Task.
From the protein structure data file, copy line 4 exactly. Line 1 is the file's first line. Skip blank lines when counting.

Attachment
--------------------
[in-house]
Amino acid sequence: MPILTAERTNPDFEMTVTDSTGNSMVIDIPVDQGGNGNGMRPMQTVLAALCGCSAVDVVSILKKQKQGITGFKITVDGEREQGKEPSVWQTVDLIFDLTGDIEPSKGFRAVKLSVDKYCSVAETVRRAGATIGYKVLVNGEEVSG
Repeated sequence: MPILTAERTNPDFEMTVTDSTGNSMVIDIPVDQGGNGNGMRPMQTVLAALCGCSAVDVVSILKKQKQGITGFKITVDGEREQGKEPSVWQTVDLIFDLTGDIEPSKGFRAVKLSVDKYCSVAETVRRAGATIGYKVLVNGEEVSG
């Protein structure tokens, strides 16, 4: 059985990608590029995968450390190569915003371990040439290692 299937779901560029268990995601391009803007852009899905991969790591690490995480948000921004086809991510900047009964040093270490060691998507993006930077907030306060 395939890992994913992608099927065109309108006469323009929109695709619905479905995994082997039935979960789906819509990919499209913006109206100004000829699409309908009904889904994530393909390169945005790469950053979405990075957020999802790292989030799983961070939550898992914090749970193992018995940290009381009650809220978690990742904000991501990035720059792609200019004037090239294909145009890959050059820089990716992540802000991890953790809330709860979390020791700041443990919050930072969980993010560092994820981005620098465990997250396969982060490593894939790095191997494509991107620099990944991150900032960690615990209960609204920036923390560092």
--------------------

């Protein structure tokens, strides 16, 4: 059985990608590029995968450390190569915003371990040439290692 299937779901560029268990995601391009803007852009899905991969790591690490995480948000921004086809991510900047009964040093270490060691998507993006930077907030306060 395939890992994913992608099927065109309108006469323009929109695709619905479905995994082997039935979960789906819509990919499209913006109206100004000829699409309908009904889904994530393909390169945005790469950053979405990075957020999802790292989030799983961070939550898992914090749970193992018995940290009381009650809220978690990742904000991501990035720059792609200019004037090239294909145009890959050059820089990716992540802000991890953790809330709860979390020791700041443990919050930072969980993010560092994820981005620098465990997250396969982060490593894939790095191997494509991107620099990944991150900032960690615990209960609204920036923390560092």